Lesson 33: The Church and the Kingdom
Why am I here? I am here to participate in the reign of Jesus Christ. Besides knowing that Christ will one day conquer His enemies, I also know that I will take part in His kingdom . Christ will establish a perfect and eternal kingdom, and every church-age believer will reign with Him in it.
Before proceeding any further, we must clarify the difference between two biblical kingdoms: God’s universal kingdom and His mediatorial kingdom. The universal kingdom is God’s absolute sovereignty over all His creation. The mediatorial kingdom is His personal rule of specific individuals through a mediator (or representative). This latter kingdom began in the Old Testament and is the ultimate goal of history (see Lesson Twenty Two). It is in this kingdom that believers will one day co reign with Christ their King.
[A mediator is a go-between or representative. A mediatorial kingdom is an earthly, political, kingdom in which God rules thru a mediator. God’s universal kingdom is the fact that God rules over the universe.]
The mediatorial kingdom is known by various names, such as “the kingdom of heaven,” “the kingdom of God,” or simply “the kingdom.” Generally, the context determines which of these two kingdoms (universal or mediatorial) the author has in mind. In this lesson, “the kingdom” refers to the mediatorial kingdom.
[The Schofield Reference Bible makes a distinction between the kingdom of God and the kingdom of heaven, but the two are synonymous and used interchangeably. Most dispensationalists make no distinction between the two.]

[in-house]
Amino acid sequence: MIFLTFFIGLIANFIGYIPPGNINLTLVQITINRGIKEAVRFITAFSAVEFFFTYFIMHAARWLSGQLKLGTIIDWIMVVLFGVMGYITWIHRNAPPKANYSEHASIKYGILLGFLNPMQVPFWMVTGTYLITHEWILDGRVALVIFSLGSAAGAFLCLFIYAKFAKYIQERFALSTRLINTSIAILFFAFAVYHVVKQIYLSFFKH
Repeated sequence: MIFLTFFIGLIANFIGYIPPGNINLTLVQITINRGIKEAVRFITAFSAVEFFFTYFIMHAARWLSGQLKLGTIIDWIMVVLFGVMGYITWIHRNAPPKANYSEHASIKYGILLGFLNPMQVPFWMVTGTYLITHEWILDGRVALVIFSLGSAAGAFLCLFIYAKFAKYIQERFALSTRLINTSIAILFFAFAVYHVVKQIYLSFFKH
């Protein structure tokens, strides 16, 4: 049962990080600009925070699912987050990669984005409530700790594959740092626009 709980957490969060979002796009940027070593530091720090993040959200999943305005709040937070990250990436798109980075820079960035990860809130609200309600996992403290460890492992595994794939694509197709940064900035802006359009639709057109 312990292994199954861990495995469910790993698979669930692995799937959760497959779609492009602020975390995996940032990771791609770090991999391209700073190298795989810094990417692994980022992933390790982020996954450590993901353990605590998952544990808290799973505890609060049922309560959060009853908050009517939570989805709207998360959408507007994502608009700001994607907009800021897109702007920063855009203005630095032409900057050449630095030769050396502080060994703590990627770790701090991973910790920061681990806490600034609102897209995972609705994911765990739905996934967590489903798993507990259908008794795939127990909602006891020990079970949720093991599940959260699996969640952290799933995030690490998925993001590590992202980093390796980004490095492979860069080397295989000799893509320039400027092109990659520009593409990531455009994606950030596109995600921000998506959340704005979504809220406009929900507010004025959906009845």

One should not confuse the kingdom with salvation or the church. Though people often use these words interchangeably, the kingdom is a distinct idea.
[I.e., “Joe has entered the kingdom,” meaning “Joe got saved.” There are a couple of passages which teach that one enters the kingdom in some sense at the point of salvation. However, we’ll see that it’s best to keep the kingdom and salvation separate ideas. The kingdom will be a physical reality. The church does not fulfill all the kingdom promises.]
This lesson will explore the nature of the mediatorial kingdom, its history, and the church’s relationship to it.
[Remember that when we use the word “kingdom” in this lesson, we’re talking about the mediatorial kingdom, not God’s universal sovereignty or salvation.]
I. The Nature of the Kingdom
The Bible indicates that the kingdom of God includes three elements: (1) a divinely-chosen ruler , (2) a realm of subjects to be ruled, and (3) the actual act of reigning . Unless all three are present, there is no kingdom. David bears this out when he says:
Yet the LORD, the God of Israel, chose me from my whole family to be king over Israel forever. He chose Judah as leader, and from the house of Judah he chose my family, and from my father’s sons he was pleased to make me king over all Israel. Of all my sons–and the LORD has given me many–he has chosen my son Solomon to sit on the throne of the kingdom of the LORD over Israel. 1 Chronicles 28:4 5